Mobile Monday Boston

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Apple’s iPad Will Push Multiple Usage Models

It is quite clear that many people have either a love or hate relationship with the Apple. The Cupertino, California-based brand announced its new iPad tablet device earlier today, and I think there are more lovers than haters at the moment.

It is sleek, it is stylish, it has the expected cool factor. Yes, it looks like a big iPod Touch. It is also missing things like a camera, Flash support, true GPS (unless you get the 3G versions), multitasking capabilities, and there is still a debate if you can do Skype on it (you can do VOIP now on 3G), since Skype is on the iPhone. Will AT&T or Apple prevent people from running Skype on it? I think there would be uproar!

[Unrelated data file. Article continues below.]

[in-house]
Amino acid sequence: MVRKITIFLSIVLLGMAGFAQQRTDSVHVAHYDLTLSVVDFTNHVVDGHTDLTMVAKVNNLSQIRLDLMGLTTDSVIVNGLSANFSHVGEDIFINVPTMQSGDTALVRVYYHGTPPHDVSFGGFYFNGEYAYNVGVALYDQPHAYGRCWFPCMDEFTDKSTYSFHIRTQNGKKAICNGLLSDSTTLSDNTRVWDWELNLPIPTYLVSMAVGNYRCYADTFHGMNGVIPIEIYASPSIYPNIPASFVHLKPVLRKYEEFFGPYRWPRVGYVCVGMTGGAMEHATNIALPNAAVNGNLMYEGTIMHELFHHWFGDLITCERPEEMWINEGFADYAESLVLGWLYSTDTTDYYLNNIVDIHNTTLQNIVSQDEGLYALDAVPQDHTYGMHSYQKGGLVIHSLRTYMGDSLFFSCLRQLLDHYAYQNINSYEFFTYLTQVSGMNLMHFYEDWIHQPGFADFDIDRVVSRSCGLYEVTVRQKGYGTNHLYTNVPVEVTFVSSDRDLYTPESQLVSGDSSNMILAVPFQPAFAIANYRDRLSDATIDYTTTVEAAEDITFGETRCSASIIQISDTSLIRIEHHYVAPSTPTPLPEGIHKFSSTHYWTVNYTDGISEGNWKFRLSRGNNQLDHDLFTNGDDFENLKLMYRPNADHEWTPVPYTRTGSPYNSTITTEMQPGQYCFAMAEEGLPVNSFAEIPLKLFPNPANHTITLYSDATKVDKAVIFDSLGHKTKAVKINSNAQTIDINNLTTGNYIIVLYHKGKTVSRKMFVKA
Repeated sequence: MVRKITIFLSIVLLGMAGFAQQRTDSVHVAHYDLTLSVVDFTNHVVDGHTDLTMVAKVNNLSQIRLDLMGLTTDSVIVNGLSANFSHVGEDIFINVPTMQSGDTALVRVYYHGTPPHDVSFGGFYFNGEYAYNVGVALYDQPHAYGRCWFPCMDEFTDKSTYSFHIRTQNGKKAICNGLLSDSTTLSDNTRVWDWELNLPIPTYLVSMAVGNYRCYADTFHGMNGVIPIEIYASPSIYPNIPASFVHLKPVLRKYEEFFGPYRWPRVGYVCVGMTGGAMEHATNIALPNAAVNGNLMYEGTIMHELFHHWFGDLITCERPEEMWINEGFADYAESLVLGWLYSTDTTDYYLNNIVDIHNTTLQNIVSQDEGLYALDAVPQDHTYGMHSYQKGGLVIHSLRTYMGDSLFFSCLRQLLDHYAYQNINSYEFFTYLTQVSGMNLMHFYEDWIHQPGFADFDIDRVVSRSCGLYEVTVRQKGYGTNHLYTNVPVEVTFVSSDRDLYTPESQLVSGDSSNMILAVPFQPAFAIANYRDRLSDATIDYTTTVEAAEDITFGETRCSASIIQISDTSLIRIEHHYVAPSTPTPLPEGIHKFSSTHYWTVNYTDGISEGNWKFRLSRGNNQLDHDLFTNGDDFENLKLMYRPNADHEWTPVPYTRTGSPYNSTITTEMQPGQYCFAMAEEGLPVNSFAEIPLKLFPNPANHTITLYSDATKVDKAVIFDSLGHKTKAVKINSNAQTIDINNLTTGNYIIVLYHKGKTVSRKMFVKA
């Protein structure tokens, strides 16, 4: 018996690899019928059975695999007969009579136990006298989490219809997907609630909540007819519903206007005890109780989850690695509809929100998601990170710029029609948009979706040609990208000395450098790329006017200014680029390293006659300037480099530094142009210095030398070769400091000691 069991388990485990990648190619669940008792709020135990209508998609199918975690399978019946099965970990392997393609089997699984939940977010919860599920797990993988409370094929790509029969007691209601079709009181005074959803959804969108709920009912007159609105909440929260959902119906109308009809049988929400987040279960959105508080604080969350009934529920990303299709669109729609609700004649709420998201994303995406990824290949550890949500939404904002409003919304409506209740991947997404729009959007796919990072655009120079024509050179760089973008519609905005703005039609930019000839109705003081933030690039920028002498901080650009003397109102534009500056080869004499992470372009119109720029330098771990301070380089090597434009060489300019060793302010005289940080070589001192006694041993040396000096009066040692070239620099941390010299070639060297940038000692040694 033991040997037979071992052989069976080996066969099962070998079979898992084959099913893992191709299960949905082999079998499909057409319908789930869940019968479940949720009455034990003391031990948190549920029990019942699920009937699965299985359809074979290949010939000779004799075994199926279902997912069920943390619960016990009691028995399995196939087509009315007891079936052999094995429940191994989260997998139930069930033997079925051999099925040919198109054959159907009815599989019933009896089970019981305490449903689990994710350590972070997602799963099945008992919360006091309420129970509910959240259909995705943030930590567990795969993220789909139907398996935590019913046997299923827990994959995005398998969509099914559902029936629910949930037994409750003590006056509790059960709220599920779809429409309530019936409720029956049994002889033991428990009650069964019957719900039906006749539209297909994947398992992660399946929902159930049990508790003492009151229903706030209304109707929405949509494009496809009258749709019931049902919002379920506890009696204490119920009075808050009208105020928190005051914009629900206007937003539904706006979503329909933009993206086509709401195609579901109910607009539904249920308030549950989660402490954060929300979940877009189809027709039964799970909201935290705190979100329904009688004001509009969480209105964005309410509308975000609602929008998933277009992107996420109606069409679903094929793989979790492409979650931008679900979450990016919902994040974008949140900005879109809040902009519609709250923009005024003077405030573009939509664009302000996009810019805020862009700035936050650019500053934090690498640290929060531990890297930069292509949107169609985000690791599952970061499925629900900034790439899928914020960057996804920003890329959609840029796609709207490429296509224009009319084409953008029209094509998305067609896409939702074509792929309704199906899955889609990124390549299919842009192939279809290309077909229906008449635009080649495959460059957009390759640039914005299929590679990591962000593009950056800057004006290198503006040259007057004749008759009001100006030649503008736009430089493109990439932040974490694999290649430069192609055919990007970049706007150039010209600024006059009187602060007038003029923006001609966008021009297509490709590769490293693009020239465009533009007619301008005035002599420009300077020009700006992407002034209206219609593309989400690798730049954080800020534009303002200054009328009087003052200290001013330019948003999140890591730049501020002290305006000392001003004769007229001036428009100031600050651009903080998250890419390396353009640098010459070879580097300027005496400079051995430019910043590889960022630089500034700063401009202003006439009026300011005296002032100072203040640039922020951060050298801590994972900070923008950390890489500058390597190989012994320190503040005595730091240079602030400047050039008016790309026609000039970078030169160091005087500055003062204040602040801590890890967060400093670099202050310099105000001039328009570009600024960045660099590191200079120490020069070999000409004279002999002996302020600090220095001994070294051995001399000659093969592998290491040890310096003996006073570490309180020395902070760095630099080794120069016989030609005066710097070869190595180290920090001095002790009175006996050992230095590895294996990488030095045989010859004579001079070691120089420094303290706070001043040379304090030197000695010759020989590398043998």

The pricing was surprising. Apple usually leaves room under it for others but this time it did not. Or if it did, it’s not much room. It’s basically a space between $249 (higher end smart phones) and $499. The new price point “wasteland.” The A4 size iPad comes with 10 hrs of battery life from its 25WHr lithium-polymer battery, and starts at $499 with 16GB of Flash storage, which was an eye opener but I don’t think there is much margin there. At $599 you get to 32GB and at $699 you get to 64GB. Download a few HD movies and you are pretty much going to fill up the 32GB model. All those models come with WiFi. 3G connectivity is a $130 addition per model- $629, $729, and $829 respectively. It’s AT&T, despite all the pre-launch rumors about Verizon. The data plan is either $14.99 per month for up to 250MB, which is a useless price point because you will use that up in a week, or $29.99 for unlimited data. The question is if it’s really unlimited data? Some carriers unlimited plans are not really unlimited. And the 3G is unlocked! It’s a pre-pay plan and AT&T is throwing in free access in all of its WiFi hotspots (like Starbucks).